Before departing from this case, we would like to remark that it is unfortunate that there is a widespread tendency on the part not only of the Chinese to demand the establishment of this or that institution of learning as part of a campaign to win favour with the electorate. This is especially marked when a general election is looming. An unfortunate effect of this tendency is the need to appeal to racial and linguistic sentiments and the arousing of strong emotions on the part of those whose language is being championed and equally strong reactions on the part of those whose language is thought to be threatened. It is realized that this is a legacy from pre-merdeka days when the different races were educated in separate compartments. Now that we have been in charge of our own destiny for 25 years, our people should be mature enough to realize the importance as regard sensitive issues of keeping the political temperature down rather than up, they should agree to regard universities and schools as an educational rather than a political problem, and that they are a vital instrument in nation-building.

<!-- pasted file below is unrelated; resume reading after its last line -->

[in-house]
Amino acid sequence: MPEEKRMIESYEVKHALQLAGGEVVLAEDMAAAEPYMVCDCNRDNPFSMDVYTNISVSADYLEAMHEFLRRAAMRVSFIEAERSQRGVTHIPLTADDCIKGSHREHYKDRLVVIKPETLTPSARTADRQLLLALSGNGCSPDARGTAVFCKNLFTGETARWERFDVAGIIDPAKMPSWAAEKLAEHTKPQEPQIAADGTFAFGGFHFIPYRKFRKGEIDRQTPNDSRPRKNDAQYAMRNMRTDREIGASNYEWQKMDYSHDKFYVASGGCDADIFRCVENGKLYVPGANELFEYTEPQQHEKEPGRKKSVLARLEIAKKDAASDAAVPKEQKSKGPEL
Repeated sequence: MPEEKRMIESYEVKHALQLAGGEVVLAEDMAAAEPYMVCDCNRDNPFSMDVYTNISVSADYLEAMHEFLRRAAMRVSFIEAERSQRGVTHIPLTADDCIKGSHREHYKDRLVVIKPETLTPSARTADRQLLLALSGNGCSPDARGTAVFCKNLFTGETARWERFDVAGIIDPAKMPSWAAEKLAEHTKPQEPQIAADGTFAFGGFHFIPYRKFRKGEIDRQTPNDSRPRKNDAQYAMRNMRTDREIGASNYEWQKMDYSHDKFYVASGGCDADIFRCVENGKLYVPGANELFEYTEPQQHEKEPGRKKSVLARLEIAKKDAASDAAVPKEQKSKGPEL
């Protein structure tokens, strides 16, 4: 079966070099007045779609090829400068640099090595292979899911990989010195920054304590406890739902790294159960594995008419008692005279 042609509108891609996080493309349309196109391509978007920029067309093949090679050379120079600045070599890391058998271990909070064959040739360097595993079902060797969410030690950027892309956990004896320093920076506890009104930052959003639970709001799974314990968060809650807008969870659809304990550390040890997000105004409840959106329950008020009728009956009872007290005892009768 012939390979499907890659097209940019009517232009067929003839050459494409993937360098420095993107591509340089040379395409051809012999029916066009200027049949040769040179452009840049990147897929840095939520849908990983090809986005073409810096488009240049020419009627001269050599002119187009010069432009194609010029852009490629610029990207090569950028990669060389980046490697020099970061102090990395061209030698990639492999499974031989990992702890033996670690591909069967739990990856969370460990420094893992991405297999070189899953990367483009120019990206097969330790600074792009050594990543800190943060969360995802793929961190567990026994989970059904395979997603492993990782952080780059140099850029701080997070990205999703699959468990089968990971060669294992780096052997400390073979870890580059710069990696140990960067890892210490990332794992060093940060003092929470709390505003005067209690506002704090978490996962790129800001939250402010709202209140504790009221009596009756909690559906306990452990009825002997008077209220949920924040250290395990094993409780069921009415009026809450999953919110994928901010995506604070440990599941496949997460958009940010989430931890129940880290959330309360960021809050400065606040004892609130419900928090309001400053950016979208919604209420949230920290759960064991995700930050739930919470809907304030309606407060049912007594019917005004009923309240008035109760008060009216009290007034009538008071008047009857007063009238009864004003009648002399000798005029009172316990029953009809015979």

Seah J (dissenting)
I have the advantage of reading the draft judgment prepared by the learned Lord President in which His Lordship inter alia, held that a university incorporated under the Universities and University Colleges Act 1971 would be a public authority within the definition of Article 160(2) of the Federal Constitution and that using the Chinese language as a medium of instruction in the proposed Merdeka University would be using that language for an official purpose which use may be prohibited under Article 152(1)(a). I have the misfortune to differ from this conclusion and I propose to state without going into much detail the basis of my dissent.